While the design of the patch is good, I do feel that it is more suited to lower powered AEG’s and lighter ammo, possibly 400 fps and 36’s. The bucking simply doesn’t have enough contact with the BB to be able to lift the much heavier 48’s.
When using a weaker spring and 36’s the rifle fired well and the flight patch was extremely flat, without the usual “flick” that you get with other buckings.
I would more than happily use these buckings in my AEG’s/lower power rifles with .36’s or below.
Now, following the slight issues above, I decided to run the barrel with the Stalker Nub and TruHop bucking that I was using with the Maple Leaf Crazy Jet.
One word comes to mind with the barrel and that is simply “Impressed”.
Why am I impressed? In my setup up, the addition of the TNT barrel increased my effective range. Now what I mean by that is how confident I am my rifle can hit targets at a set range, as an example, if I can hit something 8/10 then I would consider that effective. at that given range, this drops of usually once you’re past the 80/85m mark. Based on UK limits and the considerable amount of rifles I’ve built, I would consider anything past 85m as the “luck zone”.
To me the “Luck Zone” is the area between your effective range and maximum range. It’s the area where with practice, good conditions and luck allows you to place shots on target with some degree of confidence. With the UK limits of 2.3J, 85m is a respectable range to achieve, especially with a high degree of consistency.
With the Maple Leaf set up I was pretty consistent at the 80/85m mark, able to lands hits beyond that with an ok consistency.
Using the TNT barrel, Tru-hop bucking, Stalker Nub, FAST Hop chamber, with the rifle set to 2.16J on 48’s I was easily able to hit targets flat out to 85+, with minimal overhop I could engage further and still be relatively confident.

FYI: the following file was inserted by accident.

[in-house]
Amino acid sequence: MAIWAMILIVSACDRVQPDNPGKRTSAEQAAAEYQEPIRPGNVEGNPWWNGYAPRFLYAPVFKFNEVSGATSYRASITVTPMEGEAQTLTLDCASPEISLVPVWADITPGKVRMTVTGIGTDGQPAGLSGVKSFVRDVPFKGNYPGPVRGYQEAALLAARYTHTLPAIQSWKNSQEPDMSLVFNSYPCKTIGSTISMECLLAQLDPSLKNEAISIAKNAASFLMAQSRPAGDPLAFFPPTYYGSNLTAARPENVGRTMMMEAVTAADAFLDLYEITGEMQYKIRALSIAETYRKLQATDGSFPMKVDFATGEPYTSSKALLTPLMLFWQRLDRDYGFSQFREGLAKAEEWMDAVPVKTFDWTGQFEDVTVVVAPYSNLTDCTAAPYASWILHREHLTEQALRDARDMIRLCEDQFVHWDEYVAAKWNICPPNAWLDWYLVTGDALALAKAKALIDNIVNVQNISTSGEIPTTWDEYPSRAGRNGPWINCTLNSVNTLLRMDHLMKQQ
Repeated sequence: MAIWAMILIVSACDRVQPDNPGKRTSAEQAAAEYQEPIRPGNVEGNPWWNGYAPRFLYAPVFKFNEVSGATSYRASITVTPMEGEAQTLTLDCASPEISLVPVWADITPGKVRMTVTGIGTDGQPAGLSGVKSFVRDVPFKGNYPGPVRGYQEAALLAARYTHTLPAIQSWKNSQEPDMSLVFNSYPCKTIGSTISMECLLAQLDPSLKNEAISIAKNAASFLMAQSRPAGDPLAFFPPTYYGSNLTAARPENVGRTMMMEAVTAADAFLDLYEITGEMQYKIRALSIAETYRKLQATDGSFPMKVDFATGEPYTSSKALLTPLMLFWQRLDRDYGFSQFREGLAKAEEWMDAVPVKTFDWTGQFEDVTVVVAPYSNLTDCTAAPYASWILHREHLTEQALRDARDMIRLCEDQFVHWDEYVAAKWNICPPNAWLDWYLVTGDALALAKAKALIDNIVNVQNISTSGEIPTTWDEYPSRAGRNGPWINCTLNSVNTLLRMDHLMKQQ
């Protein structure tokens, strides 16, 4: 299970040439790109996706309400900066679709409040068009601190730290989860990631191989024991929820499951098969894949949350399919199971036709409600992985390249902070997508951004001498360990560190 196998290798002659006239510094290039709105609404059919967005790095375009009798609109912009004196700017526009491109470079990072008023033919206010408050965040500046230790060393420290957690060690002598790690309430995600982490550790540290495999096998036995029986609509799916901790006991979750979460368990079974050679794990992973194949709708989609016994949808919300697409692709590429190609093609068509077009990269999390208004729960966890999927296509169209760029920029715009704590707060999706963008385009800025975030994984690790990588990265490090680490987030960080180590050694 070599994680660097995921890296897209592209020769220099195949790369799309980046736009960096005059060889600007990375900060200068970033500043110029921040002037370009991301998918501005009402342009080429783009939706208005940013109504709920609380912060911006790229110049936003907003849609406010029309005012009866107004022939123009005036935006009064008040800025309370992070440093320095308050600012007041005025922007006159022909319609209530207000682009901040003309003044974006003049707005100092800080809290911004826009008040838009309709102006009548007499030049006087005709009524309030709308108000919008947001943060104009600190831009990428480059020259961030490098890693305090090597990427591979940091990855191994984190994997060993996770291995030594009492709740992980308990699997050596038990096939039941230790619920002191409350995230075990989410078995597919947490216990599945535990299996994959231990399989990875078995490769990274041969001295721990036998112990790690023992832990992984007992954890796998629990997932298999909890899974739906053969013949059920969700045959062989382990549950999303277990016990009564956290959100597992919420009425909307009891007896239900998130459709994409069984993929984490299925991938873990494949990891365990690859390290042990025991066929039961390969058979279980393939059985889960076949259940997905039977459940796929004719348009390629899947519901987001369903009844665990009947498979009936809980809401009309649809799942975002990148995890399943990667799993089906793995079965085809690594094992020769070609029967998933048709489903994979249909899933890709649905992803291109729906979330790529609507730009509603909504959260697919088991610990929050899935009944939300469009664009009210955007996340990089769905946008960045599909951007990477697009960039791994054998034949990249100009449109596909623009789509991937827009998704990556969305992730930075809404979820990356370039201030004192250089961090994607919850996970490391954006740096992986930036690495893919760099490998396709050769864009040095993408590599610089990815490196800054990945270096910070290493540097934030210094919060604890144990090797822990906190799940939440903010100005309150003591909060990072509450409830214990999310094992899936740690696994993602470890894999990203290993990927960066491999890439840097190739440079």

So while I wouldn’t say it gave me a huge increase in overall range, it certainly increased my effective range and my confidence in hitting targets beyond what I was consider the “luck Zone”.
One thing to note is that due to the larger bore of the TNT barrel along the last 25% of it’s length, I did see a minor drop in joules VS the Maple Leaf Crazy Jet, .15 joules was the loss. However this could be due to the time taken to assemble/weather etc
My final thoughts are that the TNT APS-x barrels work very very well, especially in gas rifles or rifles that have a larger air volume , which the Silverback SRS certainly does have.
I’m eager to try the TNT buckings in my 1J VSR and Mk23, to see how it fairs against other popular buckings. I also have a mancraft VSR which I will try the TNT barrel in at some point too as it also has a large air volume.
Due to the nature of Gas rifles, I believe these will excel in some of the GBBR’s out there and certainly help get rounds further downrange before any kind of drop off.
Overall I think the TNT barrels are definitely something worth looking and in my opinion the design does appear to yield positive results in my set up.
Parts: Empire Airsoft